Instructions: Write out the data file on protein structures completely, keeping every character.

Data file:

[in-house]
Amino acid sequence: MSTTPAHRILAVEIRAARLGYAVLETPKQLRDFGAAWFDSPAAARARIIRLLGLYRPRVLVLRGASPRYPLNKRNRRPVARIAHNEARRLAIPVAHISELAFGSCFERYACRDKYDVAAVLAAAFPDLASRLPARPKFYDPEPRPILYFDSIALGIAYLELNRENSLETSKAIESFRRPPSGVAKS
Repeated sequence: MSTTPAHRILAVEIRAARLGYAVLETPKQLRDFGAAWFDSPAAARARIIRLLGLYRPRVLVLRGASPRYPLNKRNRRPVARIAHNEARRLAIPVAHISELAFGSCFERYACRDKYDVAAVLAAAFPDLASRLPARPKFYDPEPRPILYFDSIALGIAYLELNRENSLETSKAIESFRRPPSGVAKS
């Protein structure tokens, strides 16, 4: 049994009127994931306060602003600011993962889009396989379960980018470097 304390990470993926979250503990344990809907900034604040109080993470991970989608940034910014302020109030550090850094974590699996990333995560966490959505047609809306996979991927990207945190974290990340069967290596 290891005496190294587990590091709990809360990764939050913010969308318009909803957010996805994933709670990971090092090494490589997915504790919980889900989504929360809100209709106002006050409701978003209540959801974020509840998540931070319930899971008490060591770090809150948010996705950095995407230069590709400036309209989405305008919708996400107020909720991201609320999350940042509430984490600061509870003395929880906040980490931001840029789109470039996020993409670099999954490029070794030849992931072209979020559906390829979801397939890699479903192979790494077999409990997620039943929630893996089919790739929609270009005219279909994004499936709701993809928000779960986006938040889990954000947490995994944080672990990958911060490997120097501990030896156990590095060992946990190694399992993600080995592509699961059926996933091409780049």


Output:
[in-house]
Amino acid sequence: MSTTPAHRILAVEIRAARLGYAVLETPKQLRDFGAAWFDSPAAARARIIRLLGLYRPRVLVLRGASPRYPLNKRNRRPVARIAHNEARRLAIPVAHISELAFGSCFERYACRDKYDVAAVLAAAFPDLASRLPARPKFYDPEPRPILYFDSIALGIAYLELNRENSLETSKAIESFRRPPSGVAKS
Repeated sequence: MSTTPAHRILAVEIRAARLGYAVLETPKQLRDFGAAWFDSPAAARARIIRLLGLYRPRVLVLRGASPRYPLNKRNRRPVARIAHNEARRLAIPVAHISELAFGSCFERYACRDKYDVAAVLAAAFPDLASRLPARPKFYDPEPRPILYFDSIALGIAYLELNRENSLETSKAIESFRRPPSGVAKS
């Protein structure tokens, strides 16, 4: 049994009127994931306060602003600011993962889009396989379960980018470097 304390990470993926979250503990344990809907900034604040109080993470991970989608940034910014302020109030550090850094974590699996990333995560966490959505047609809306996979991927990207945190974290990340069967290596 290891005496190294587990590091709990809360990764939050913010969308318009909803957010996805994933709670990971090092090494490589997915504790919980889900989504929360809100209709106002006050409701978003209540959801974020509840998540931070319930899971008490060591770090809150948010996705950095995407230069590709400036309209989405305008919708996400107020909720991201609320999350940042509430984490600061509870003395929880906040980490931001840029789109470039996020993409670099999954490029070794030849992931072209979020559906390829979801397939890699479903192979790494077999409990997620039943929630893996089919790739929609270009005219279909994004499936709701993809928000779960986006938040889990954000947490995994944080672990990958911060490997120097501990030896156990590095060992946990190694399992993600080995592509699961059926996933091409780049």